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Seesaw Battle Continues in Minnesota


(Danville, California)

Well, I admit that I've been so busy watching the Blagojevich scandal in Illinois and the Kennedy drama in New York that I've taken my eyes off the U.S. Senate race in Minnesota. Oops!

Sure enough, as soon as I looked the other way, the lead has changed! The recount is over; and, after the recount, Republican incumbent Norm Coleman was ahead by about 200 votes. Now, however, the State Canvassing Board is reviewing the challenged ballots. Today began with Coleman ahead; but by day’s end, Democratic challenger Al Franken had pulled ahead by 250 votes.

Coleman is challenging some of the challenges and has gone to the Minnesota Supreme Court. Franken spokesman Andy Barr told the “Minneapolis Star-Tribune": "This is just the latest desperate act by a campaign panicked because it has suddenly realized that it is going to lose the election."

The Coleman camp is not giving up. Coleman spokesman Mark Drake said in a statement: "While varying headlines and a flurry of different numbers will continue, we encourage everyone to just hang on until the process is finished. When it is finished, Norm Coleman will still lead and - we believe - will have been reelected to the United States Senate."

The Canvassing Board resumes its work on Monday.

This is the last and perhaps most crucial Senate race yet to be decided. Democrats hold a 58 to 41 margin in the Senate; and seating the former “Saturday Night Live” comedian Franken would bring its margin to 59, one short of filibuster-proof, but a pretty strong majority nonetheless.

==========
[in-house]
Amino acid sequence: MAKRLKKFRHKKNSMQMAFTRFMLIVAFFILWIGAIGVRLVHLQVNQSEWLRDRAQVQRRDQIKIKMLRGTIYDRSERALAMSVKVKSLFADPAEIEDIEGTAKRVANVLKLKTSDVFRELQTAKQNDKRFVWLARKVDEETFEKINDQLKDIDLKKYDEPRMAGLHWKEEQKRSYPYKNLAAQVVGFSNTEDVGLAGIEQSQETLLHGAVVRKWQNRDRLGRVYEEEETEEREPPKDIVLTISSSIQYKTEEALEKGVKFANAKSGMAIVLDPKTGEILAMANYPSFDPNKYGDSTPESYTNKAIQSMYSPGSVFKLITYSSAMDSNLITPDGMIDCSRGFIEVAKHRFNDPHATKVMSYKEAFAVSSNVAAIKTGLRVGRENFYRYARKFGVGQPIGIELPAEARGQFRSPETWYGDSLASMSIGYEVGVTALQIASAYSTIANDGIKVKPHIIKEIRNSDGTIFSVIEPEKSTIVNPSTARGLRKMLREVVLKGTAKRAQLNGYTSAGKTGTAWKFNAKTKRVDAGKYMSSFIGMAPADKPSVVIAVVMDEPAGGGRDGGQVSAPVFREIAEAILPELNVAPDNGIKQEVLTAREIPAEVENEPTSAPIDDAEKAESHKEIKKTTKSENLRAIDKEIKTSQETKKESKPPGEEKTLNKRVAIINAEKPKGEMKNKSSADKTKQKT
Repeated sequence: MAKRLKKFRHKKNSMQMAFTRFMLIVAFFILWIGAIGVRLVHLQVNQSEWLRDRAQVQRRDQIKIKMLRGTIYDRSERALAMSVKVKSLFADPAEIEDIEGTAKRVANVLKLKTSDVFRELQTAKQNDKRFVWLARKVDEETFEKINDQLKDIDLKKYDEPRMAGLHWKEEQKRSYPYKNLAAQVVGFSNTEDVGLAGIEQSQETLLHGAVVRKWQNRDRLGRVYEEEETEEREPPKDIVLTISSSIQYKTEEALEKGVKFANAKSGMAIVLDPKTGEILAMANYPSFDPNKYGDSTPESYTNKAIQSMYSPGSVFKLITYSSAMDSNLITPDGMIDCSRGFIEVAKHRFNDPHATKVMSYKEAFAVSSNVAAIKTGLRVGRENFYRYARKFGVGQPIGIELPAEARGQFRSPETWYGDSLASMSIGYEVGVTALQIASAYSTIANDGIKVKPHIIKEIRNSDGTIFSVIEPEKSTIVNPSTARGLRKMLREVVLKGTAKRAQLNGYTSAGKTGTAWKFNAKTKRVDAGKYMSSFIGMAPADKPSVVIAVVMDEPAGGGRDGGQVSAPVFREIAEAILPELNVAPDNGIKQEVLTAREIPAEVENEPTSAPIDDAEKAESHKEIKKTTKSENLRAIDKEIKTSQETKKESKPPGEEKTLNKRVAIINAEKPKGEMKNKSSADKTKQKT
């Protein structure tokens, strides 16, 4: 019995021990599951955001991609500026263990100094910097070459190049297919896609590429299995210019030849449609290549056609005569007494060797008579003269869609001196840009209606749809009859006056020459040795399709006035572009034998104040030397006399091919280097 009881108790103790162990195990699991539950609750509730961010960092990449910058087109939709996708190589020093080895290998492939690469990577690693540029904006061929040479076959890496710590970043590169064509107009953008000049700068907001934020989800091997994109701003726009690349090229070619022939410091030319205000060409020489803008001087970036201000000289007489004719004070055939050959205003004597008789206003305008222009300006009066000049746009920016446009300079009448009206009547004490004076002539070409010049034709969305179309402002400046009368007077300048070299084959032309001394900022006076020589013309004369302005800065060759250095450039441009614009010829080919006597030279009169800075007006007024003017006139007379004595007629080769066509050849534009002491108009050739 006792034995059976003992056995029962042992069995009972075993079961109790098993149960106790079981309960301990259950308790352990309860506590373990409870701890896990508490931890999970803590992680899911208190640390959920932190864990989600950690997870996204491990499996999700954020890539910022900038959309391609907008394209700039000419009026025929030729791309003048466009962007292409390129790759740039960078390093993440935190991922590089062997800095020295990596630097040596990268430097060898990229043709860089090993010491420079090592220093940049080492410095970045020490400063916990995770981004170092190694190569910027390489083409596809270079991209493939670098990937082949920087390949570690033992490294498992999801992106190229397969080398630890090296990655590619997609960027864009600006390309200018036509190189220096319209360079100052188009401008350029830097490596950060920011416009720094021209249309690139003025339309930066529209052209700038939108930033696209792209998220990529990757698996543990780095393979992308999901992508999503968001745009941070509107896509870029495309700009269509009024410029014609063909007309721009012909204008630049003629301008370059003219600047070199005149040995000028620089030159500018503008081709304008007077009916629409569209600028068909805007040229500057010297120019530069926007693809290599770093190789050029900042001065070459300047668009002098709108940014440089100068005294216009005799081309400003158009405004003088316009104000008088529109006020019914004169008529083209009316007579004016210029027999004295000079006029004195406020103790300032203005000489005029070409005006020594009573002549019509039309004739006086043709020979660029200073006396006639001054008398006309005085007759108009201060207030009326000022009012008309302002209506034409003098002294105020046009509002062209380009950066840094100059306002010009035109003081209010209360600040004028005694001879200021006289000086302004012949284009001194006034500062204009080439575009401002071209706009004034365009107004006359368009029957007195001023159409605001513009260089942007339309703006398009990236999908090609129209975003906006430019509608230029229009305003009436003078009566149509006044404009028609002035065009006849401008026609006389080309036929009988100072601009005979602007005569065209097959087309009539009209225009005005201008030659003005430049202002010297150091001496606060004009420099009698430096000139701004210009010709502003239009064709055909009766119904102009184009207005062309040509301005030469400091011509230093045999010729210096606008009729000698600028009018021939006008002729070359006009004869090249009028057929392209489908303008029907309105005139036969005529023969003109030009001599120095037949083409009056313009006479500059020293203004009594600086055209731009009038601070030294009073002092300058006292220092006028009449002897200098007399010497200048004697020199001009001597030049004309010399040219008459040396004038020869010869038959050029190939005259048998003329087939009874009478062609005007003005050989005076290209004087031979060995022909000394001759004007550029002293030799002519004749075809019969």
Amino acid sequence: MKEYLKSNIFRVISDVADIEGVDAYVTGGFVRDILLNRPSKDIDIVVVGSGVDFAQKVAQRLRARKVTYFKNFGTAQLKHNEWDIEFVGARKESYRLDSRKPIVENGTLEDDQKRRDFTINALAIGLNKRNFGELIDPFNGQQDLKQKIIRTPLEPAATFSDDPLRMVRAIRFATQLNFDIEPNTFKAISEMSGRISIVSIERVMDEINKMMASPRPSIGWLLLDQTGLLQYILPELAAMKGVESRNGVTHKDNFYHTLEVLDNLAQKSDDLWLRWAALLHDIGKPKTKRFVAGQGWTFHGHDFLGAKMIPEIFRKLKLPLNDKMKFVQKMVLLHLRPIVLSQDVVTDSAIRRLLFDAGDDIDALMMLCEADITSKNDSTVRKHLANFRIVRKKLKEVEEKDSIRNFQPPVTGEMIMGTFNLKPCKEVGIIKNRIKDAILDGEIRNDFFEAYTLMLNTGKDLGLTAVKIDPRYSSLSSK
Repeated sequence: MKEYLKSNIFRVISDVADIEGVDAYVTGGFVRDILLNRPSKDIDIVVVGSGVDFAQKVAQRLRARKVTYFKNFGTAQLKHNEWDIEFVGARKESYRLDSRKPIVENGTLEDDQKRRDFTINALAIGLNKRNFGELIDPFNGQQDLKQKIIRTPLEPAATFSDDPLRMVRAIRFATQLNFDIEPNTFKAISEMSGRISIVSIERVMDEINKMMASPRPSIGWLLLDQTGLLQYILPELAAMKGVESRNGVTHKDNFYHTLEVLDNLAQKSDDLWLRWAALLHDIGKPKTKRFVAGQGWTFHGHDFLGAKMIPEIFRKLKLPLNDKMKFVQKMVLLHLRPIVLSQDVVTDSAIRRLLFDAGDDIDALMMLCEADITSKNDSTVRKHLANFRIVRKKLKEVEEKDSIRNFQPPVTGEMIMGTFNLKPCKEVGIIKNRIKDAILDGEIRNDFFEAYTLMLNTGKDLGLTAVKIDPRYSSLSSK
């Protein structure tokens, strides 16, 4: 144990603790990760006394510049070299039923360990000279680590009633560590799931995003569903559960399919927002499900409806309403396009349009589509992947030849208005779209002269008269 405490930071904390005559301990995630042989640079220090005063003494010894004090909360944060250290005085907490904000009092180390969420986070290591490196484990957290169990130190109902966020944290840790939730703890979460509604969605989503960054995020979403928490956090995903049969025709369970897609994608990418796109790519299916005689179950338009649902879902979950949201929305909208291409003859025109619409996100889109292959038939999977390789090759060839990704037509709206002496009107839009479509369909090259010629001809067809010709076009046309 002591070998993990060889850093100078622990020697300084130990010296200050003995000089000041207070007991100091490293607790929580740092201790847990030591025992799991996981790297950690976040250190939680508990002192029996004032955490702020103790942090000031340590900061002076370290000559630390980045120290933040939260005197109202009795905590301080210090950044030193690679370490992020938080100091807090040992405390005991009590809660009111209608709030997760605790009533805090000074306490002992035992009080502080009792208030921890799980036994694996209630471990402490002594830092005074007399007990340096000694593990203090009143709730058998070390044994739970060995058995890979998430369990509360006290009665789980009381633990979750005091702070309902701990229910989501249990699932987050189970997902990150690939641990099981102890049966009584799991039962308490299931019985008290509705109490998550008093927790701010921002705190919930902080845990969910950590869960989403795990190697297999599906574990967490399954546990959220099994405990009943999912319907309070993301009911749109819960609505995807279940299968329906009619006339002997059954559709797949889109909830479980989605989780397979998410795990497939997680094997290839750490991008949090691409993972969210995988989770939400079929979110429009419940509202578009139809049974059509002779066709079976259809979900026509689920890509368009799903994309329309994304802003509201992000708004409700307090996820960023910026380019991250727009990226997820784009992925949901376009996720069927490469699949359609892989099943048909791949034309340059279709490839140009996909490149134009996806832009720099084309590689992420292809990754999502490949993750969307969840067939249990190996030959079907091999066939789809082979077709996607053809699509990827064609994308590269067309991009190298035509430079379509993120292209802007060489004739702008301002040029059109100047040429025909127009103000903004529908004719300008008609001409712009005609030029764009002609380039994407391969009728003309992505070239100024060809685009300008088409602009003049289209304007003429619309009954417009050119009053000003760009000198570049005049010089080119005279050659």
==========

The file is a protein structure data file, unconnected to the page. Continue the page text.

On election night, there were three contested seats that hung in the balance, and Republicans narrowly led in all three. But absentee ballots pushed the Democrat ahead in Alaska, capturing that seat. The narrow margin in Georgia required a runoff election, ultimately won by Republican incumbent Saxby Chambliss. Now the third race, Minnesota, hangs in the balance.

We’ll have the final results next week, but I suspect court challenges may keep this race in the undecided column, perhaps past Inauguration Day. Needless to say, comedian Franken may have the last laugh.

Check in daily at www.MarkCurtisMedia.com.

Obama Should Be Commended for Rev. Warren Invitation


(Danville, California)

President-elect Barack Obama continues to show evidence that he will keep his promise about reaching across the aisle to include Republican and conservative interests whenever he sees fit. Robert Gates is staying on at Defense; and the CIA chief and the head of U.S. Central Command are staying put for now, too. Continuity in these critical positions during a war - even a war Obama opposes- is wise.

Obama will also tap Rep. Ray LaHood (R-IL) to be Secretary of Transportation. LaHood has served in Congress for 14 years and also served a term in the Illinois Legislature. He was the longtime Chief of Staff to former House Minority Leader Bob Michel. LaHood knows his way around Washington and Illinois, which is one of the most critical transportation states in the nation. So, he’s a good choice.